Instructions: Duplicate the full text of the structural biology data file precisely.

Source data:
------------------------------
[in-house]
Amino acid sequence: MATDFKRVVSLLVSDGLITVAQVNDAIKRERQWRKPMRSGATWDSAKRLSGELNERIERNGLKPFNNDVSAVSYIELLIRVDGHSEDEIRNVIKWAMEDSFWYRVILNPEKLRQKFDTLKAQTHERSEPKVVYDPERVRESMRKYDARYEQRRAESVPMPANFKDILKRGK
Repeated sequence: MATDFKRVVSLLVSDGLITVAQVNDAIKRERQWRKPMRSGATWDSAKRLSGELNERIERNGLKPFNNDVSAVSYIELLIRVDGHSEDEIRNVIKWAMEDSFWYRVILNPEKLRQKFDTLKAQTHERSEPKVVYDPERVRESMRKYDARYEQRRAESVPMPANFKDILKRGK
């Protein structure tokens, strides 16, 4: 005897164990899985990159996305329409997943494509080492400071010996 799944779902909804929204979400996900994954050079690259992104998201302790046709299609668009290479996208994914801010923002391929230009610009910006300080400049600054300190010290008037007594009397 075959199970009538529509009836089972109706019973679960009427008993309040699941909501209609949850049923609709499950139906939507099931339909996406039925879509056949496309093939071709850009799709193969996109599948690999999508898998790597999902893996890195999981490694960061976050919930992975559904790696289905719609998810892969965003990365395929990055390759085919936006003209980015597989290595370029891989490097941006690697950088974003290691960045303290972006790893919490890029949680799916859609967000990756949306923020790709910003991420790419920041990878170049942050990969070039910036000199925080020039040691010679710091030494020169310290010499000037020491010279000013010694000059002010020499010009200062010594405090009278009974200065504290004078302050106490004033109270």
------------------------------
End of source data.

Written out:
[in-house]
Amino acid sequence: MATDFKRVVSLLVSDGLITVAQVNDAIKRERQWRKPMRSGATWDSAKRLSGELNERIERNGLKPFNNDVSAVSYIELLIRVDGHSEDEIRNVIKWAMEDSFWYRVILNPEKLRQKFDTLKAQTHERSEPKVVYDPERVRESMRKYDARYEQRRAESVPMPANFKDILKRGK
Repeated sequence: MATDFKRVVSLLVSDGLITVAQVNDAIKRERQWRKPMRSGATWDSAKRLSGELNERIERNGLKPFNNDVSAVSYIELLIRVDGHSEDEIRNVIKWAMEDSFWYRVILNPEKLRQKFDTLKAQTHERSEPKVVYDPERVRESMRKYDARYEQRRAESVPMPANFKDILKRGK
């Protein structure tokens, strides 16, 4: 005897164990899985990159996305329409997943494509080492400071010996 799944779902909804929204979400996900994954050079690259992104998201302790046709299609668009290479996208994914801010923002391929230009610009910006300080400049600054300190010290008037007594009397 075959199970009538529509009836089972109706019973679960009427008993309040699941909501209609949850049923609709499950139906939507099931339909996406039925879509056949496309093939071709850009799709193969996109599948690999999508898998790597999902893996890195999981490694960061976050919930992975559904790696289905719609998810892969965003990365395929990055390759085919936006003209980015597989290595370029891989490097941006690697950088974003290691960045303290972006790893919490890029949680799916859609967000990756949306923020790709910003991420790419920041990878170049942050990969070039910036000199925080020039040691010679710091030494020169310290010499000037020491010279000013010694000059002010020499010009200062010594405090009278009974200065504290004078302050106490004033109270």